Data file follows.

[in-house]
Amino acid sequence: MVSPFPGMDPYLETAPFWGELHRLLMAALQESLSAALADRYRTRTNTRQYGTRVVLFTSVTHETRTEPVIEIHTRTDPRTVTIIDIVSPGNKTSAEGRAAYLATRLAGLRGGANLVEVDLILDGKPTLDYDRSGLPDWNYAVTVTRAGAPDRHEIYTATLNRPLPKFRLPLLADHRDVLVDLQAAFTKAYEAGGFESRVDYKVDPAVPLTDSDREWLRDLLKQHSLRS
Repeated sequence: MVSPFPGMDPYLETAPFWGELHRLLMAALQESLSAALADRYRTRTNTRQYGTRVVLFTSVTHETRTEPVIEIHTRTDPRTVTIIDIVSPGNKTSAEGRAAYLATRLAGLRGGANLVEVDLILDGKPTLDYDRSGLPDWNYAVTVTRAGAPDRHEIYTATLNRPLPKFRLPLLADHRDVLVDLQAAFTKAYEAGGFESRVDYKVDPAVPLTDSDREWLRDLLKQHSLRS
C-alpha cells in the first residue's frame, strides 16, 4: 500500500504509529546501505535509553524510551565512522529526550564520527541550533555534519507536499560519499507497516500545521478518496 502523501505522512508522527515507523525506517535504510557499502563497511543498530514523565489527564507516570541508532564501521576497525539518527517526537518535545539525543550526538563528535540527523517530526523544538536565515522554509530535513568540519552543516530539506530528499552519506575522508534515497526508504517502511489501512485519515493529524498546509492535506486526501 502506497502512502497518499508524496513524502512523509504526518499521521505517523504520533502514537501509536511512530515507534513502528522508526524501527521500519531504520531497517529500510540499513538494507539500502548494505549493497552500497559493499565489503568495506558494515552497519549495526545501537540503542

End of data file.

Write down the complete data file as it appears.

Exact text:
[in-house]
Amino acid sequence: MVSPFPGMDPYLETAPFWGELHRLLMAALQESLSAALADRYRTRTNTRQYGTRVVLFTSVTHETRTEPVIEIHTRTDPRTVTIIDIVSPGNKTSAEGRAAYLATRLAGLRGGANLVEVDLILDGKPTLDYDRSGLPDWNYAVTVTRAGAPDRHEIYTATLNRPLPKFRLPLLADHRDVLVDLQAAFTKAYEAGGFESRVDYKVDPAVPLTDSDREWLRDLLKQHSLRS
Repeated sequence: MVSPFPGMDPYLETAPFWGELHRLLMAALQESLSAALADRYRTRTNTRQYGTRVVLFTSVTHETRTEPVIEIHTRTDPRTVTIIDIVSPGNKTSAEGRAAYLATRLAGLRGGANLVEVDLILDGKPTLDYDRSGLPDWNYAVTVTRAGAPDRHEIYTATLNRPLPKFRLPLLADHRDVLVDLQAAFTKAYEAGGFESRVDYKVDPAVPLTDSDREWLRDLLKQHSLRS
C-alpha cells in the first residue's frame, strides 16, 4: 500500500504509529546501505535509553524510551565512522529526550564520527541550533555534519507536499560519499507497516500545521478518496 502523501505522512508522527515507523525506517535504510557499502563497511543498530514523565489527564507516570541508532564501521576497525539518527517526537518535545539525543550526538563528535540527523517530526523544538536565515522554509530535513568540519552543516530539506530528499552519506575522508534515497526508504517502511489501512485519515493529524498546509492535506486526501 502506497502512502497518499508524496513524502512523509504526518499521521505517523504520533502514537501509536511512530515507534513502528522508526524501527521500519531504520531497517529500510540499513538494507539500502548494505549493497552500497559493499565489503568495506558494515552497519549495526545501537540503542